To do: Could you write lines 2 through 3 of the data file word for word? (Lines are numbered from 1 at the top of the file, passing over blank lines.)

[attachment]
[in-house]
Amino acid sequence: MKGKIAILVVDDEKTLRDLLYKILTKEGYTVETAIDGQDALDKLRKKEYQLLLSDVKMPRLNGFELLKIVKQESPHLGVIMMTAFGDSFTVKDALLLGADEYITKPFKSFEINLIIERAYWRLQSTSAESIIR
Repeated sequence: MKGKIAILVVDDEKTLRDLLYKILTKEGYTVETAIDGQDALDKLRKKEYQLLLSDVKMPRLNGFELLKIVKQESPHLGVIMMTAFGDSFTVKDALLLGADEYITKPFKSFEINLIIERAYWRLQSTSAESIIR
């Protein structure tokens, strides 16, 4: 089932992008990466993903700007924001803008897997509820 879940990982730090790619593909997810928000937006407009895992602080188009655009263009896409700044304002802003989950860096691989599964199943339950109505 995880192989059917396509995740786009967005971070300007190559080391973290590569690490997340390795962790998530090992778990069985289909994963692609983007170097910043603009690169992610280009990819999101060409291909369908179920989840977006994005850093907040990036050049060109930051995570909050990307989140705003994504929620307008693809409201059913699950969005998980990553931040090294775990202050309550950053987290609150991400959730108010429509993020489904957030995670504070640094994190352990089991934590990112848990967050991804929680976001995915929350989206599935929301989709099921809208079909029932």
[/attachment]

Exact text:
Amino acid sequence: MKGKIAILVVDDEKTLRDLLYKILTKEGYTVETAIDGQDALDKLRKKEYQLLLSDVKMPRLNGFELLKIVKQESPHLGVIMMTAFGDSFTVKDALLLGADEYITKPFKSFEINLIIERAYWRLQSTSAESIIR
Repeated sequence: MKGKIAILVVDDEKTLRDLLYKILTKEGYTVETAIDGQDALDKLRKKEYQLLLSDVKMPRLNGFELLKIVKQESPHLGVIMMTAFGDSFTVKDALLLGADEYITKPFKSFEINLIIERAYWRLQSTSAESIIR